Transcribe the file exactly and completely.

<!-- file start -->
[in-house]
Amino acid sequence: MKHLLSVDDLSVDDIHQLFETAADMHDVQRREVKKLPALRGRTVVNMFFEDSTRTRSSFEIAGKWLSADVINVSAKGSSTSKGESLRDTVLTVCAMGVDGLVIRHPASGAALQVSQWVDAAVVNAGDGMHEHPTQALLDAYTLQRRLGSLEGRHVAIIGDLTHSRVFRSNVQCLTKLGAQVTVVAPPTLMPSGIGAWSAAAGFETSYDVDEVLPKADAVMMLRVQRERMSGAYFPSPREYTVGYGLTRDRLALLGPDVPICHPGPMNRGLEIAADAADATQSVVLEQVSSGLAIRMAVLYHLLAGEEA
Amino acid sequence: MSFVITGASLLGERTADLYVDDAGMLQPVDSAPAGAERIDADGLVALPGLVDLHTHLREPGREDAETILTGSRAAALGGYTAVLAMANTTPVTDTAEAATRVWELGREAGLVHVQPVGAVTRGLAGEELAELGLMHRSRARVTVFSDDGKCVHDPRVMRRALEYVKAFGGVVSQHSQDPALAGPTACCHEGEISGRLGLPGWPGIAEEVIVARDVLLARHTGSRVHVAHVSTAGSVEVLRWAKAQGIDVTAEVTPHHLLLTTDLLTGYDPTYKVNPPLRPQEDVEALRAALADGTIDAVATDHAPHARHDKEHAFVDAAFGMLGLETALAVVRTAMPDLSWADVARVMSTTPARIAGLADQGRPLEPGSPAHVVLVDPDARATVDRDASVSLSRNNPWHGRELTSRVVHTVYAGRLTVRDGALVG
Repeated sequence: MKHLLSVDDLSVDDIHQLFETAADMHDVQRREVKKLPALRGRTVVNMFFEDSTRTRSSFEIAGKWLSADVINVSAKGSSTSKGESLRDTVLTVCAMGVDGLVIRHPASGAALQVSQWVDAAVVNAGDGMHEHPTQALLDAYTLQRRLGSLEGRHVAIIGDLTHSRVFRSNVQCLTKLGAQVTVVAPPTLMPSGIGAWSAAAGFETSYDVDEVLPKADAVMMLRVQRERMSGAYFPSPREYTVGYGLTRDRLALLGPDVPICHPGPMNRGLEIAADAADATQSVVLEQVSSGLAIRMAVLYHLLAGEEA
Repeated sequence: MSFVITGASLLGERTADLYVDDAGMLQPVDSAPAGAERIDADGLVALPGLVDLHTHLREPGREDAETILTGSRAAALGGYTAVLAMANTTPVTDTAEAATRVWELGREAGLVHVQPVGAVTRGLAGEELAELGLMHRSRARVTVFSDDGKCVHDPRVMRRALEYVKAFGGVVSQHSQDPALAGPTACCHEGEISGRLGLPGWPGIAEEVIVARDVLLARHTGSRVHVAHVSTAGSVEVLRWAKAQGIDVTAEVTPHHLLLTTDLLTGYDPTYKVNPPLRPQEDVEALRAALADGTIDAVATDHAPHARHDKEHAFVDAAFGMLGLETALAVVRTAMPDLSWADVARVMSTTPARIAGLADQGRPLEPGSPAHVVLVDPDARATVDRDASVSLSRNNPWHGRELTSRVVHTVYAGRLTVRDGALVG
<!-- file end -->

[in-house]
Amino acid sequence: MKHLLSVDDLSVDDIHQLFETAADMHDVQRREVKKLPALRGRTVVNMFFEDSTRTRSSFEIAGKWLSADVINVSAKGSSTSKGESLRDTVLTVCAMGVDGLVIRHPASGAALQVSQWVDAAVVNAGDGMHEHPTQALLDAYTLQRRLGSLEGRHVAIIGDLTHSRVFRSNVQCLTKLGAQVTVVAPPTLMPSGIGAWSAAAGFETSYDVDEVLPKADAVMMLRVQRERMSGAYFPSPREYTVGYGLTRDRLALLGPDVPICHPGPMNRGLEIAADAADATQSVVLEQVSSGLAIRMAVLYHLLAGEEA
Amino acid sequence: MSFVITGASLLGERTADLYVDDAGMLQPVDSAPAGAERIDADGLVALPGLVDLHTHLREPGREDAETILTGSRAAALGGYTAVLAMANTTPVTDTAEAATRVWELGREAGLVHVQPVGAVTRGLAGEELAELGLMHRSRARVTVFSDDGKCVHDPRVMRRALEYVKAFGGVVSQHSQDPALAGPTACCHEGEISGRLGLPGWPGIAEEVIVARDVLLARHTGSRVHVAHVSTAGSVEVLRWAKAQGIDVTAEVTPHHLLLTTDLLTGYDPTYKVNPPLRPQEDVEALRAALADGTIDAVATDHAPHARHDKEHAFVDAAFGMLGLETALAVVRTAMPDLSWADVARVMSTTPARIAGLADQGRPLEPGSPAHVVLVDPDARATVDRDASVSLSRNNPWHGRELTSRVVHTVYAGRLTVRDGALVG
Repeated sequence: MKHLLSVDDLSVDDIHQLFETAADMHDVQRREVKKLPALRGRTVVNMFFEDSTRTRSSFEIAGKWLSADVINVSAKGSSTSKGESLRDTVLTVCAMGVDGLVIRHPASGAALQVSQWVDAAVVNAGDGMHEHPTQALLDAYTLQRRLGSLEGRHVAIIGDLTHSRVFRSNVQCLTKLGAQVTVVAPPTLMPSGIGAWSAAAGFETSYDVDEVLPKADAVMMLRVQRERMSGAYFPSPREYTVGYGLTRDRLALLGPDVPICHPGPMNRGLEIAADAADATQSVVLEQVSSGLAIRMAVLYHLLAGEEA
Repeated sequence: MSFVITGASLLGERTADLYVDDAGMLQPVDSAPAGAERIDADGLVALPGLVDLHTHLREPGREDAETILTGSRAAALGGYTAVLAMANTTPVTDTAEAATRVWELGREAGLVHVQPVGAVTRGLAGEELAELGLMHRSRARVTVFSDDGKCVHDPRVMRRALEYVKAFGGVVSQHSQDPALAGPTACCHEGEISGRLGLPGWPGIAEEVIVARDVLLARHTGSRVHVAHVSTAGSVEVLRWAKAQGIDVTAEVTPHHLLLTTDLLTGYDPTYKVNPPLRPQEDVEALRAALADGTIDAVATDHAPHARHDKEHAFVDAAFGMLGLETALAVVRTAMPDLSWADVARVMSTTPARIAGLADQGRPLEPGSPAHVVLVDPDARATVDRDASVSLSRNNPWHGRELTSRVVHTVYAGRLTVRDGALVG